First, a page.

Reducing ambiguity


In the last post I made a case for not only the teacher but also the students to increase their tolerance for ambiguity. I suggested the following approach:

  • ask about and clarify when behaviours are unexpected.
  • even better is to anticipate misunderstandings and to make as much clear from the beginning as possible.
  • there is also a clear case for giving students some awareness tools in order to make them feel more comfortable in the classroom

Toolbox

So what could be in the toolbox to help students become more tolerant of ambiguity?

In the language classroom

  • Texts illustrating the meaning of different actions in the target culture
  • Role plays, where it will be safer to debrief what went on and its meaning or possible meanings, than if the situation took place for real.
  • Asking often,

how do you know?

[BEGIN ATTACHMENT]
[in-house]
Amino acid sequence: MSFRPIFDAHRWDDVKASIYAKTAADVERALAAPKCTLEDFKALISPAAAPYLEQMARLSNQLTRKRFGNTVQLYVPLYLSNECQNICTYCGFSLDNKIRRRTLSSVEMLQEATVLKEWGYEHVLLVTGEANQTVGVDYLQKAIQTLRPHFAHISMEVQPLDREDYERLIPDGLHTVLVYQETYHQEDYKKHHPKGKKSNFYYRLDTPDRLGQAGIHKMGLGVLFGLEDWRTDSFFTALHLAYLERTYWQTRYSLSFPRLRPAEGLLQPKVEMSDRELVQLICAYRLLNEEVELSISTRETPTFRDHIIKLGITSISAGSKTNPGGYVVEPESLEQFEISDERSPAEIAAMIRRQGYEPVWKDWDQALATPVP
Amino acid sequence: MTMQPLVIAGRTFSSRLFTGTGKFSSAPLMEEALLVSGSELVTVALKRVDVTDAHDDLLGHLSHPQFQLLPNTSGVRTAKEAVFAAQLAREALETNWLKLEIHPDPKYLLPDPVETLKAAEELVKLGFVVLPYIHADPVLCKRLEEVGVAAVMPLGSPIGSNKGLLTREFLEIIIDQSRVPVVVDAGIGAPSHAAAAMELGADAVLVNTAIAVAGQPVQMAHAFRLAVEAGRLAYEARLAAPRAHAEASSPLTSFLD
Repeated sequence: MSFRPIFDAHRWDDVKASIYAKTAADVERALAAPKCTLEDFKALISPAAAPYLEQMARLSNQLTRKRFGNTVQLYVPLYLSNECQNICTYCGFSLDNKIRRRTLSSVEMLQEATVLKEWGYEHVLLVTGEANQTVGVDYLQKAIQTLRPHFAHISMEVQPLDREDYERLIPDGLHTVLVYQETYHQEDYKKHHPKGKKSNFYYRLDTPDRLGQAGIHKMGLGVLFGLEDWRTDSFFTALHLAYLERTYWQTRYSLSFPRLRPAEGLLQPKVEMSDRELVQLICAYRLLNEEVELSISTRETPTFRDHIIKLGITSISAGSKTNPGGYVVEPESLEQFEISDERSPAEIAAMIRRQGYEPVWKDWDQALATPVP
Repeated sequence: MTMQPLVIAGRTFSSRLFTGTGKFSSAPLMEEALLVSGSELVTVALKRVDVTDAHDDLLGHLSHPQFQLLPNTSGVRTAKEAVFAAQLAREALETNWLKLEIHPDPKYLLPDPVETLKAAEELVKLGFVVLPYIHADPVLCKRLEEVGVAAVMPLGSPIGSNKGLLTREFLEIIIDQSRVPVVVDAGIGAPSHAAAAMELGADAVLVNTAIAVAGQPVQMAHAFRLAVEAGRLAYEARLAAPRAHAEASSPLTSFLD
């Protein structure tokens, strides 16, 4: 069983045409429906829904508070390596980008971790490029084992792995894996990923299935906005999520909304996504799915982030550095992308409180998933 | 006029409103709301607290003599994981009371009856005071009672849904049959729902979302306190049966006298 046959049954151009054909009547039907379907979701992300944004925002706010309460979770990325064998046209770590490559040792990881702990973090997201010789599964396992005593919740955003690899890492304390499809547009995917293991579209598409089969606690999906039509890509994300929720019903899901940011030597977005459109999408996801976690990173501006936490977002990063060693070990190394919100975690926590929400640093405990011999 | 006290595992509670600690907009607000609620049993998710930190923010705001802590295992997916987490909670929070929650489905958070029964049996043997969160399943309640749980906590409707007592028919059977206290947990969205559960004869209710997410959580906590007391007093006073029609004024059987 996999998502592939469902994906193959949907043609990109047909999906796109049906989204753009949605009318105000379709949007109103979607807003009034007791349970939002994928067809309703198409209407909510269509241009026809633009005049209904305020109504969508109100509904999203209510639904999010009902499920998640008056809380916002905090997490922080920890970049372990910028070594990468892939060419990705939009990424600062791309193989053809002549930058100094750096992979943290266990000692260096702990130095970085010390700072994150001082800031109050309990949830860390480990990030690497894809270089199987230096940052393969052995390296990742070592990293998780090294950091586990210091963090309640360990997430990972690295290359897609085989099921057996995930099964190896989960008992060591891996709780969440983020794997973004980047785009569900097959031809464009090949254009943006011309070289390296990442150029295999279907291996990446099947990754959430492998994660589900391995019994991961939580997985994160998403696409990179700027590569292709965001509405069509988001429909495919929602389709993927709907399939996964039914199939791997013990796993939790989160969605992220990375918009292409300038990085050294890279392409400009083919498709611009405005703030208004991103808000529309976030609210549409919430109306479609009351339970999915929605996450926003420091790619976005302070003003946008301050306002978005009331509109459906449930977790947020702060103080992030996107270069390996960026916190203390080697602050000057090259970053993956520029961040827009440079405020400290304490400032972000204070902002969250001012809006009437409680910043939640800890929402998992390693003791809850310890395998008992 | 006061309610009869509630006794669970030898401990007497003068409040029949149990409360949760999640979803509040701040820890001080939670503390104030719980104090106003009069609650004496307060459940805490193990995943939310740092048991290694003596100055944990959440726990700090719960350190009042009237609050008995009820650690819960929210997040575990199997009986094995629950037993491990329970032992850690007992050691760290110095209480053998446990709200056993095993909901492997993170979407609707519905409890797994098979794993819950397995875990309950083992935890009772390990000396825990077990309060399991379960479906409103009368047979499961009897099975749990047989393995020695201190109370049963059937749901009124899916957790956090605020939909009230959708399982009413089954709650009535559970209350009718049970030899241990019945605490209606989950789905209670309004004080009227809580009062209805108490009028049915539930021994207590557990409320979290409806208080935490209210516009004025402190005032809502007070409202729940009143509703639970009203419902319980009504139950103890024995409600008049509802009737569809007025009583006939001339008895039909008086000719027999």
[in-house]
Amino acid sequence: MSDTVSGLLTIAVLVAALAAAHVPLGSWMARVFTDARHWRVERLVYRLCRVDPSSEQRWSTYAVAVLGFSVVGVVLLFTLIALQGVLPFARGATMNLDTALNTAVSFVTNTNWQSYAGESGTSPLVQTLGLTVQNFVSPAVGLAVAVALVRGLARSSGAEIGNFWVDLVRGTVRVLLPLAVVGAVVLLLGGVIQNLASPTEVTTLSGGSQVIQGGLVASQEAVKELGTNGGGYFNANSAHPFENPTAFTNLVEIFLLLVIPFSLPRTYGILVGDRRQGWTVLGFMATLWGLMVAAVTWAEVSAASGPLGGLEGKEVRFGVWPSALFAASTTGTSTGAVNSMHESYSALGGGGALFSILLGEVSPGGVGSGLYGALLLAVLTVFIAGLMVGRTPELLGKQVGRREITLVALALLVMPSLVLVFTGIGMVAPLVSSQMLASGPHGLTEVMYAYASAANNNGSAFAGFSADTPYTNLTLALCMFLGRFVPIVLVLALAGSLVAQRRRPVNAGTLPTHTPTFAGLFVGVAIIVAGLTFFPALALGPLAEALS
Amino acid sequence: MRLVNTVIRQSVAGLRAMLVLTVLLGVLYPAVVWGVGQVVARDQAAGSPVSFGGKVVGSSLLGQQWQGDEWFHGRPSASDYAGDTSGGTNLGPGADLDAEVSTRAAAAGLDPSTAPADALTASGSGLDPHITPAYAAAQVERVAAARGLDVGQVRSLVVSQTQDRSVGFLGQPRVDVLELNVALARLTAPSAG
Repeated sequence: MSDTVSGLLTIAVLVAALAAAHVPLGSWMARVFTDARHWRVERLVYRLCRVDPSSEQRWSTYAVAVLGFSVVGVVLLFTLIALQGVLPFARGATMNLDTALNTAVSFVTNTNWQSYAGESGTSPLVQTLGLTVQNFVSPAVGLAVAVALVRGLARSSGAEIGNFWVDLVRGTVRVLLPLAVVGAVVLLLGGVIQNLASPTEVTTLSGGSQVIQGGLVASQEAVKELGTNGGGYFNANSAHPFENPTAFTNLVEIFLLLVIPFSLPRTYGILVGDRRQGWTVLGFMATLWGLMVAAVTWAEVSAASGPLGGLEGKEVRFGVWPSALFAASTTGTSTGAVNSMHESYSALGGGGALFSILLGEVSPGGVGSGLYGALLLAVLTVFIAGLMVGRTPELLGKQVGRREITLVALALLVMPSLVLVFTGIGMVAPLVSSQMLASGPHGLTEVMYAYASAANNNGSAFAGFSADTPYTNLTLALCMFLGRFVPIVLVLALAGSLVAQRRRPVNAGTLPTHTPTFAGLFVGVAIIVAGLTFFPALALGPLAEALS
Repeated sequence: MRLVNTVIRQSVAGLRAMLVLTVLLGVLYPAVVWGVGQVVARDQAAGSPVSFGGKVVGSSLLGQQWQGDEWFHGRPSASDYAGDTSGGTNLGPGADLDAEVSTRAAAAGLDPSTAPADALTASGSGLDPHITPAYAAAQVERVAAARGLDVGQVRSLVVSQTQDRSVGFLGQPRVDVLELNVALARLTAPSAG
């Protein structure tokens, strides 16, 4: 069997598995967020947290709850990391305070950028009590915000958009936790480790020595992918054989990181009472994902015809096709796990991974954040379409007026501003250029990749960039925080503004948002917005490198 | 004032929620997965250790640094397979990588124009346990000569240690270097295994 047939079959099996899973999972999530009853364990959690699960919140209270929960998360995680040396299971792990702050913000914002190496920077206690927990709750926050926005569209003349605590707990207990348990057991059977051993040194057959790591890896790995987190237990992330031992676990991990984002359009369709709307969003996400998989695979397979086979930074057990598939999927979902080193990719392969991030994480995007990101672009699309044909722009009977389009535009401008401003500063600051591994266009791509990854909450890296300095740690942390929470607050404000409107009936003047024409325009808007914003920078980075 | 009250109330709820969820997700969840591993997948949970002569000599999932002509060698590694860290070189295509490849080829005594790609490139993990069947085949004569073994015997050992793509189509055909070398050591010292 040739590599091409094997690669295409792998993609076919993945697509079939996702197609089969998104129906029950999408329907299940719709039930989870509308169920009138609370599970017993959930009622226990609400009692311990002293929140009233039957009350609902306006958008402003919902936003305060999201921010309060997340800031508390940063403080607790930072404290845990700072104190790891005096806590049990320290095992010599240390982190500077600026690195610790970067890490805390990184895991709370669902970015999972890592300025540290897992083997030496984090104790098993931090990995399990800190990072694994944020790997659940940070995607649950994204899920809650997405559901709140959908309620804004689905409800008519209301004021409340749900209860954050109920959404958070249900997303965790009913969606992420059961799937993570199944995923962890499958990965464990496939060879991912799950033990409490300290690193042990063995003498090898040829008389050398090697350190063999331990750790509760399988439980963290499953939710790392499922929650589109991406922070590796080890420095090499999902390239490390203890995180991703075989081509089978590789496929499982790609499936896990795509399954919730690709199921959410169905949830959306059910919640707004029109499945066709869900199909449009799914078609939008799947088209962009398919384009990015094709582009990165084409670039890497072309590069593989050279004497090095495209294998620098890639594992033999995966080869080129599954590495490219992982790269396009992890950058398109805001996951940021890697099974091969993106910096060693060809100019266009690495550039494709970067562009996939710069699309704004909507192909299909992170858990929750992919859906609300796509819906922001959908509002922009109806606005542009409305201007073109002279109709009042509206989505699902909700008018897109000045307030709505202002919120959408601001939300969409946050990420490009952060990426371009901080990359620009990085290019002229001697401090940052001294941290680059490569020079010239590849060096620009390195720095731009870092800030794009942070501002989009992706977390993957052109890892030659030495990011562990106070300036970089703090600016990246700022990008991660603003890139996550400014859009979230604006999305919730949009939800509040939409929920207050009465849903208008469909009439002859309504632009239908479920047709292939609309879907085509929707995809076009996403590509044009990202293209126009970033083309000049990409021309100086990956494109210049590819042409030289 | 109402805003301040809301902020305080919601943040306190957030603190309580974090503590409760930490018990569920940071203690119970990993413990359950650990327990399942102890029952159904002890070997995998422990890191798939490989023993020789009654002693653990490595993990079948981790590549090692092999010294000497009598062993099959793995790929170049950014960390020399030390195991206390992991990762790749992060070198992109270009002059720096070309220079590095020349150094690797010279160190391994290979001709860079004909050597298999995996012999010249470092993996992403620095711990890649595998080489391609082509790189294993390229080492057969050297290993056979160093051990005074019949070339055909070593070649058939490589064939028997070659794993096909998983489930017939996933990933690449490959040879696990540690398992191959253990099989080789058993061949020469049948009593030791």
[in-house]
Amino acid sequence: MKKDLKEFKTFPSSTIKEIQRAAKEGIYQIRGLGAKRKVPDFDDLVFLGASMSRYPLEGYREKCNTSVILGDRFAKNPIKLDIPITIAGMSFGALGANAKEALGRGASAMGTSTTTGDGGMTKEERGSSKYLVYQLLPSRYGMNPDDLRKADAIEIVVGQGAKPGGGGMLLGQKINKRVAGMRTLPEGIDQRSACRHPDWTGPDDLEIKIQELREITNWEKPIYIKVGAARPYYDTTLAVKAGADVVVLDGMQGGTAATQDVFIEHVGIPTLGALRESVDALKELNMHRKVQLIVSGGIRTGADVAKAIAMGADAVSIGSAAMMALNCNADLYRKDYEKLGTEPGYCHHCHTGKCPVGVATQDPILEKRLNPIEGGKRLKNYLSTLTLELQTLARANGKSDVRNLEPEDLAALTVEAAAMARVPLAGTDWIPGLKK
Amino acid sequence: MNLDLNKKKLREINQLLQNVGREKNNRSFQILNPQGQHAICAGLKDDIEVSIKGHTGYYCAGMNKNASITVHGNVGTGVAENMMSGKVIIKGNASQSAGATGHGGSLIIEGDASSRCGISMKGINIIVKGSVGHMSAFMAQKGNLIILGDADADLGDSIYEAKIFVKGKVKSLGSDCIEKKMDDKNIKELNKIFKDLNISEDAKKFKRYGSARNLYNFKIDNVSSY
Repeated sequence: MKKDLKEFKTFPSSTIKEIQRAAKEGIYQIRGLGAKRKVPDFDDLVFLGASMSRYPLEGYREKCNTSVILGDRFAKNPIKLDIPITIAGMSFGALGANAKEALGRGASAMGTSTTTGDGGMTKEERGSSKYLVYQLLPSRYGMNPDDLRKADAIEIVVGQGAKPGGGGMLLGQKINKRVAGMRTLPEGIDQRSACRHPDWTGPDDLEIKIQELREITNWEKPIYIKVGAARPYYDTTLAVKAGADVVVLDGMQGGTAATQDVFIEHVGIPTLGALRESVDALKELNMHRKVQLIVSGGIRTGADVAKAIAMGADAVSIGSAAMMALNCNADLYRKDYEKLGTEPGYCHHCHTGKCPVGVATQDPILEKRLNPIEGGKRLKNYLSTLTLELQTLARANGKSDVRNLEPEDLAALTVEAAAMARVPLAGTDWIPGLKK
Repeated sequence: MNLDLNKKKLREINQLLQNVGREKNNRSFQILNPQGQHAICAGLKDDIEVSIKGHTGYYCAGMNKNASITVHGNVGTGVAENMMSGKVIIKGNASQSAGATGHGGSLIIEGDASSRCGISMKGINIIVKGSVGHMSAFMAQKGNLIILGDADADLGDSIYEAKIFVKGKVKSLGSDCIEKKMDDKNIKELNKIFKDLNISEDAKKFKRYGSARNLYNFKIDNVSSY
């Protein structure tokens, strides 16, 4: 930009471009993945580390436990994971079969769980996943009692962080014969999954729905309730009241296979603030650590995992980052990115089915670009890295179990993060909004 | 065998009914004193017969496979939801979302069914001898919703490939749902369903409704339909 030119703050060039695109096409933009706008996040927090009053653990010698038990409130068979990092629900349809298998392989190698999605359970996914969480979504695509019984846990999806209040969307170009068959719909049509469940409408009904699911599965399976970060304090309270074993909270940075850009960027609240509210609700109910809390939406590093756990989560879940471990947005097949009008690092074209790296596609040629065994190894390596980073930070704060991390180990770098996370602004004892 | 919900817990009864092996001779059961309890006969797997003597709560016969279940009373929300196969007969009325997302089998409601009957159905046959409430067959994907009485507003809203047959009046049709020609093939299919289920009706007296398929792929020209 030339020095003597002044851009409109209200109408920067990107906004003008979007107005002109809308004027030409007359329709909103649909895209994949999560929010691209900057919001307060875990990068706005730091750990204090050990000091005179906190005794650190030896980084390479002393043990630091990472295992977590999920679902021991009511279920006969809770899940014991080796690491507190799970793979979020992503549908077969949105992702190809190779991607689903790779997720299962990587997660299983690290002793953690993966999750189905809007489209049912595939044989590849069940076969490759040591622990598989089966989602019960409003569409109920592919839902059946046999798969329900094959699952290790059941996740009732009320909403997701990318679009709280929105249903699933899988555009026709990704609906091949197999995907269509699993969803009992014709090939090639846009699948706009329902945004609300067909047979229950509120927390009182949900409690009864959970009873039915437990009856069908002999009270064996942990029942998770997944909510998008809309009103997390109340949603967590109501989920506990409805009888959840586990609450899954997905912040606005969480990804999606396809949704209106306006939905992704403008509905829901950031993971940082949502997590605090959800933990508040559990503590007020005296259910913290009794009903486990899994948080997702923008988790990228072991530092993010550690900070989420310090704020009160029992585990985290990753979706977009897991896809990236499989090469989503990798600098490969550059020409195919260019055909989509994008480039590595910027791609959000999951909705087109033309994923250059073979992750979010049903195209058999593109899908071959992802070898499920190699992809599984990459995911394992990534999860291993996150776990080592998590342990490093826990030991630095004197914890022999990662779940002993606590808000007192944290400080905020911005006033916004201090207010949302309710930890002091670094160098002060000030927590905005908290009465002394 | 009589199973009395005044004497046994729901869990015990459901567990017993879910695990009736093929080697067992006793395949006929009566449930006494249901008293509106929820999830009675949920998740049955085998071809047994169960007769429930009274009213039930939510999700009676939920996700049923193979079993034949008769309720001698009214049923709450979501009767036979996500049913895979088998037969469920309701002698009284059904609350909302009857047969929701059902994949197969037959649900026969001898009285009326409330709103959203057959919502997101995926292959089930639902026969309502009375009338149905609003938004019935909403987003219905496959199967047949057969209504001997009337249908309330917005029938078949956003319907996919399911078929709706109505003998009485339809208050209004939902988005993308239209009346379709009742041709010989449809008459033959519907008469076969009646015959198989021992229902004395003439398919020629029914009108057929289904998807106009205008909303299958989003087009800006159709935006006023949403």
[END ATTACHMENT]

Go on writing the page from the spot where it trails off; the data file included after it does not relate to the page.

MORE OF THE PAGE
Or

What makes you think that?

  • Encouraging students to come forward with their new understandings.

The tattoo case

russell_mitchell_ceo_of_exile_cycles

By Tattooenthusiast – Took a photo of the client.Previously published: My own website., CC BY 3.0, https://en.wikipedia.org/w/index.php?curid=37215861

An example of the last strategy is when a Japanese student here in Denmark told me that she had noticed the different significance of tattoos here in Denmark and Europe. Back in Japan they are still very much the mark of criminals and mafia. She increased my understanding of the status of tattoos in Japan by telling me that foreign tourists could expect to be refused entry to hotels, swimming pools and spas in Japan because of them. She then show me that she had adapted her understanding of their significance in her current context where tattoos are very benign. Considering that the chances of one of her teachers here in Denmark having a tattoo is quite high, this is an important feature of Danish society for this woman to understand. Imagine sitting in a classroom, feeling that you are being taught by a mafia mobster!

In this case the learner had spontaneously and independently made an effort to understand something which she found puzzling. What else can we as adult ed teachers do to anticipate and facilitate this type of understanding to reduce ambiguity?

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